OK. Here we have two sui-iuri Churches: Ukrainian one and the Byzantine-Slavonic (aka Neouniate). The first one uses exclusively Ukrainian and makes everything not to look like the Orthodox Church here (flat felonion, clean-shaved clergy, omophorions hanging straight, removal of proskomede, litanies etc., no infant communion, no ordinations for married). The latter is supposed to follow all practices that the Orthodox Church in Poland follows (Russian usage). On the other hand I'm aware that there are Orthodox Churches (like ACROD or UOC-USA) that might have practices exactly like the Ukrainian Catholics here. And notice, I've not even mentioned Melkites.

That means even if Kerdy means only Byzantine Catholics difference within BC Churches or EO Churches are sometimes greater than between particular BC and EO. That means his question to broad to answer and I asked to precise what Eastern Catholic Churches and Eastern Orthodox Churches he'd like to compare. And "where" is also important since I'm aware that even among the Ukrainian Catholics for example practices might vary between diaspora and "canonical" territories.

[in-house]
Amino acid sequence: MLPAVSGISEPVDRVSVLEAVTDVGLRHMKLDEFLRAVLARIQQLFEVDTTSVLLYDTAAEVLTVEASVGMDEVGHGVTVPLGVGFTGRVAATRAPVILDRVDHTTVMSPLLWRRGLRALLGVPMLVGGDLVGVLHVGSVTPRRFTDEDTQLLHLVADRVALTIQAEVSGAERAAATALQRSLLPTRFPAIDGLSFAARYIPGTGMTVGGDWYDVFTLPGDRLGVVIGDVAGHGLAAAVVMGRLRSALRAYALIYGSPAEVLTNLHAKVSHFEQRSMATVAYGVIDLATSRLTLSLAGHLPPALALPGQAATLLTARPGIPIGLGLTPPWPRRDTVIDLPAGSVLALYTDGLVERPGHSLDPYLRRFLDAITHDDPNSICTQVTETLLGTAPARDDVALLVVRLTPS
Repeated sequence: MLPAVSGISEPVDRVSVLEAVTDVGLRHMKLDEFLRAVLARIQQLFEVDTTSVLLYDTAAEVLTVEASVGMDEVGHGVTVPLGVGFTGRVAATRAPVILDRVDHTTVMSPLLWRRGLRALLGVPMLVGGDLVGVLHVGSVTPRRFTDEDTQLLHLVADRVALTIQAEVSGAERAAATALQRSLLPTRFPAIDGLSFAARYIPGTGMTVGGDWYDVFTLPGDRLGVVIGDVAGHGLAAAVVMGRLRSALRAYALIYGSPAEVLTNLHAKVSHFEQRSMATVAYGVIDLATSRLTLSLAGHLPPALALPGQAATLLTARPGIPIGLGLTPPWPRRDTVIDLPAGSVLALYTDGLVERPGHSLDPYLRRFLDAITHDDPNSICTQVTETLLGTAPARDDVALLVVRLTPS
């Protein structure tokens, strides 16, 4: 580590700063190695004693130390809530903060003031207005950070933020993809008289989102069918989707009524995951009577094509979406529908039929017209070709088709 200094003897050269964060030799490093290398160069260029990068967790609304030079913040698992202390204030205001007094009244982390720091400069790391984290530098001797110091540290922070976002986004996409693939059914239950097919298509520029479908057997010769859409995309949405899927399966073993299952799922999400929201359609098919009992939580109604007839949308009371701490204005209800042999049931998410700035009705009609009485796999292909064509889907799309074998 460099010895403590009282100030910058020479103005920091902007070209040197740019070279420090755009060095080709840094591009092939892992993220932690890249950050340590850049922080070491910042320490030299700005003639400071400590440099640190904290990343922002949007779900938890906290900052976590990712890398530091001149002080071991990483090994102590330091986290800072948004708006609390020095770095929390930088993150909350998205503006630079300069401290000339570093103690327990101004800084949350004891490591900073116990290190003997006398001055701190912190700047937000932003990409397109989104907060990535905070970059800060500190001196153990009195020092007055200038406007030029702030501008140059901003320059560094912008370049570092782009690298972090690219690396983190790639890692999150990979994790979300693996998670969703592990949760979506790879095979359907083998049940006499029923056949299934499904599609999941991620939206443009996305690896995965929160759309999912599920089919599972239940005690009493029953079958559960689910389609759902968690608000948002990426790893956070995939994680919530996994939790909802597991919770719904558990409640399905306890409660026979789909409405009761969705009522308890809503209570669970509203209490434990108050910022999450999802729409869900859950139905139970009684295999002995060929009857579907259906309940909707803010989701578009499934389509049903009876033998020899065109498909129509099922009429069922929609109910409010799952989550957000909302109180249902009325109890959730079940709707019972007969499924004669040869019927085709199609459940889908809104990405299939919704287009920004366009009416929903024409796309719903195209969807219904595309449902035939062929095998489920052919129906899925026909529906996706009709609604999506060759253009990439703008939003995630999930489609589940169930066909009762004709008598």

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« Reply #51 on: May 27, 2013, 08:38:33 PM »

I think the term "Greek Catholic" is silly. Almost none of the "Greek Catholic" Churches are ethnic Greek or even use Greek as the main language of the liturgy.

You seem to be in good company -- I mean I get the impression that a lot of other people don't like the term either.

One thing, though, is that in the USA the term "Byzantine Catholic" is often used to mean just the Ruthenians. (Although perhaps it could be restored to its more general meaning.)
As a Melkite Catholic I do not particularly care for the "Greek Catholic" name. The Eastern Catholic Churches I have attended are Antiochian or Slavic. I don't think I have ever attended a Greek Church.

Good point. But at the same time, I guess I might use the term "Greek Catholic" if someone asked e.g. "So, the Melkite Church is what sort of Eastern Catholic Church exactly?" or "How is the Melkite Church different from the Maronite Church?"